Bolivia releases jailed American
Man held 18 months on suspicion of money laundering
A flooring contractor from Brooklyn, New York, received news he had dreamed of for more than a year when a Bolivian judge released him on bail Tuesday.
Jacob Ostreicher wore a white bulletproof vest as he spoke with reporters after the hearing.
Supporters of the businessman, 53, who had been imprisoned for 18 months, say he faces death threats for exposing Bolivian government corruption connected with the case against him.
"His life remains at risk every day that he remains in Bolivia," U.S. Rep. Chris Smith, R-New Jersey, said in a statement Tuesday.
Ostreicher was arrested in June 2011 on suspicion of money laundering tied to a rice-growing operation.
He has denied the accusations and has claimed for months that corrupt officials had trumped up the case.
Bolivian authorities arrested six government officials last month, accusing them of trying to extort and steal from Ostreicher.
Now some of his one-time accusers -- including former employees of the attorney general's office and the country's interior ministry -- are behind bars in the same prison where he was held.
Bolivia's state-run ABI news agency has described that facility -- the Palmasola prison in Santa Cruz, Bolivia -- as the country's "most dangerous and overcrowded."
On Tuesday, Ostreicher was released on bail of 100,000 bolivianos (about $14,200), and now will be in more comfortable conditions, although the case against him hasn't been dropped.
He will remain under house arrest from 10 p.m. to 6 a.m., Judge Eneas Gentile ruled Tuesday, but can move freely at other times.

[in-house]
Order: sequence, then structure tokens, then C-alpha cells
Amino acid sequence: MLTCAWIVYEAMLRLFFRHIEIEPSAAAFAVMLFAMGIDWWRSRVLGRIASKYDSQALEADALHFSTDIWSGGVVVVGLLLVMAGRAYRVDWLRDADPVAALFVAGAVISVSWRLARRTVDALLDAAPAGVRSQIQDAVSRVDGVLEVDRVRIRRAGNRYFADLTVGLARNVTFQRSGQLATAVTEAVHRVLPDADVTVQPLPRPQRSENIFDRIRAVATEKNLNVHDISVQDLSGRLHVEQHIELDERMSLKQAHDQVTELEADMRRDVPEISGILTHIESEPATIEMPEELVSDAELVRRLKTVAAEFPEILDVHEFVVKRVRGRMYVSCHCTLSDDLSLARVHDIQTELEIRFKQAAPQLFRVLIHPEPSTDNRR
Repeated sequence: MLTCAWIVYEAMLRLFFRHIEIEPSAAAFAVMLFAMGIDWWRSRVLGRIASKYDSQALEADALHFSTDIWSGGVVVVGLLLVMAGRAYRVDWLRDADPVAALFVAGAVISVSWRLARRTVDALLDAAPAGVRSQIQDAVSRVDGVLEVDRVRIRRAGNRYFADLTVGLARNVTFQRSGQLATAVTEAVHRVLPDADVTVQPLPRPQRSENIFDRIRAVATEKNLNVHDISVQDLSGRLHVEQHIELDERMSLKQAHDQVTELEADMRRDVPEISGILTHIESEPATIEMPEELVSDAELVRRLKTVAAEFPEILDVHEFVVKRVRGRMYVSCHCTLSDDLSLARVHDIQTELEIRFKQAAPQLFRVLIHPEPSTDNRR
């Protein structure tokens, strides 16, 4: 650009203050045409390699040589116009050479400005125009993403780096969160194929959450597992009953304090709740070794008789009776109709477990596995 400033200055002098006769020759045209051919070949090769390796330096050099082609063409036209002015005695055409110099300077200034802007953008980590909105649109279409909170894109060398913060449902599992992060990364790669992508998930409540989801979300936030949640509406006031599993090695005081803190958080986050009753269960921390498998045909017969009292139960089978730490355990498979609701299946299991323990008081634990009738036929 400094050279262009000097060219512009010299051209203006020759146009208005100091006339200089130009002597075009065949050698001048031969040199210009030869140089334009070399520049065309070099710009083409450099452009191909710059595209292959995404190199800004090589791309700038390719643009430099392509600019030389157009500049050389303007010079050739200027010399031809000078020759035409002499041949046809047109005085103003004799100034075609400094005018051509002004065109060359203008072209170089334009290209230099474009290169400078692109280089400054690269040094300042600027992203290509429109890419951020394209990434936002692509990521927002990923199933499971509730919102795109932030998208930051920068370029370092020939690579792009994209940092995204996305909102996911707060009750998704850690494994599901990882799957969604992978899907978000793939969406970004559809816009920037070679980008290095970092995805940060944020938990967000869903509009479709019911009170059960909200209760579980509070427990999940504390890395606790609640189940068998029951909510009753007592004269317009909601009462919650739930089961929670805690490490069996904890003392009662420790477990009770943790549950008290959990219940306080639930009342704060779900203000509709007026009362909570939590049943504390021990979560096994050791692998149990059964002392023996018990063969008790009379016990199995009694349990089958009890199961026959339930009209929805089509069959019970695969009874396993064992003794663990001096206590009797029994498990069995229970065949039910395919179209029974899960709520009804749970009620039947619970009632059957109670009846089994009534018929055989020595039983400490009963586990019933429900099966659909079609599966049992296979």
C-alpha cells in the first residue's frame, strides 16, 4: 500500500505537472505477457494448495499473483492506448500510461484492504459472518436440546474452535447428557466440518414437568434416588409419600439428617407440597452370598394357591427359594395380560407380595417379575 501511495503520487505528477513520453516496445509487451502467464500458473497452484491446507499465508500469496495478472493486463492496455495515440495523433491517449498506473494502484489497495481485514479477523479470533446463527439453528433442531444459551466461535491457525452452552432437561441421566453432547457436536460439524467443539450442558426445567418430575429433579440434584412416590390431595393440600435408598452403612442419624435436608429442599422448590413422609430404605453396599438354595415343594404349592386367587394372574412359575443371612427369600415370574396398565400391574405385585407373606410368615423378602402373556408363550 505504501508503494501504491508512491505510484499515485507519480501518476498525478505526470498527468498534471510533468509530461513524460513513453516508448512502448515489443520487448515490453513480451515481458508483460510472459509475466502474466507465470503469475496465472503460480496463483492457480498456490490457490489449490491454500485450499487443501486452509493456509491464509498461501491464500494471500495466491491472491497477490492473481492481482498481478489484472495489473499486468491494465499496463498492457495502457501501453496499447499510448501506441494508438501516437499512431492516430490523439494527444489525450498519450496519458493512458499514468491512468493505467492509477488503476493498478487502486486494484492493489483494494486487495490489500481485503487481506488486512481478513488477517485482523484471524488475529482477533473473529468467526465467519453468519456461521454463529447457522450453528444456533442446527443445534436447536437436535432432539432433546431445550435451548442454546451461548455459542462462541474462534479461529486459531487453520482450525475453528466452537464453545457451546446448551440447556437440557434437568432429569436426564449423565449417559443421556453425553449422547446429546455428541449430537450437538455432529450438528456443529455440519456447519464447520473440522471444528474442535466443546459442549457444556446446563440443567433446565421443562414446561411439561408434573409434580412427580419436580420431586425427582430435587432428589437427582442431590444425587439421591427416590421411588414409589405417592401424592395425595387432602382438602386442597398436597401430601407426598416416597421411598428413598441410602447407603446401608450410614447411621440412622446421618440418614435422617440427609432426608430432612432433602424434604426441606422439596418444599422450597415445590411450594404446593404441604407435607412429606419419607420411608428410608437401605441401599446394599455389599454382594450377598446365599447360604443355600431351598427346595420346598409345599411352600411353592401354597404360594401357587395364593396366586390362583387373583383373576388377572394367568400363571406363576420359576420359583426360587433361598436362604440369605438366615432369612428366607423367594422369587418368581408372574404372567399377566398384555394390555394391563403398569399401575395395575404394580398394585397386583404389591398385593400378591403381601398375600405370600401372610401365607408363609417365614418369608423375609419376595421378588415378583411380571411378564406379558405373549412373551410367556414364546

Smith and U.S. Rep. Nydia Velazquez, D-New York, praised Ostreicher's release as the "first positive development" in the case.
"But this is only the beginning of the end," Smith said. "Jacob has incurred permanent damage to his health and has lost over 18 precious months of his life with his wife, children and grandchildren."
After the hearing, an ambulance transported Ostreicher to a clinic where he is being treated for Parkinson's disease, ABI reported.
In an interview with CNN en Español from a hospital bed earlier this month, Ostreicher said he was wearing a bulletproof vest out of fear for his safety, even as officials had been arrested in the corruption probe connected with his case.
"Actually I feel much less safe. That's why you see me sleeping with this bulletproof vest," he said. "Because now there are some officials in prison."
The detention of Ostreicher, who at one point went on a hunger strike to protest his imprisonment, drew international attention. Actor Sean Penn sat at his side last week, calling for his release.
Speaking to reporters Tuesday, Ostreicher said his case was only one of many in the South American country.
"I want Bolivia to know that not only my family and I have been victims of these extortioners who are detained today. Also hundreds of Bolivian families have been victims, and the greatest victim has been President Evo Morales, for which these people deserve to be punished with the harshest penalties that exist," he said, according to ABI.
Demonstrators outside the courthouse Tuesday both advocated and denounced Ostreicher, CNN affiliate Bolivision reported.
Some claimed he had taken over land in Bolivia without paying for it.
But members of Bolivia's Jewish community said Ostreicher, an Orthodox Jew from Brooklyn, had been unjustly accused. Some of them held signs in Hebrew.
"He is one more Jew who is the victim of persecution," one man said. "We hope justice is done. We hope he is freed. Being free, he can defend himself. We hope that all of his property which has been seized, practically robbed, is returned to him."
Word of Ostreicher's release was posted on the "Free Jacob Ostreicher" Facebook page Tuesday.
Below a series of news reports, there were photos of crestfallen children posted last week.
"Hanukah without our grandfather - second year that we spend it without him," one caption said.
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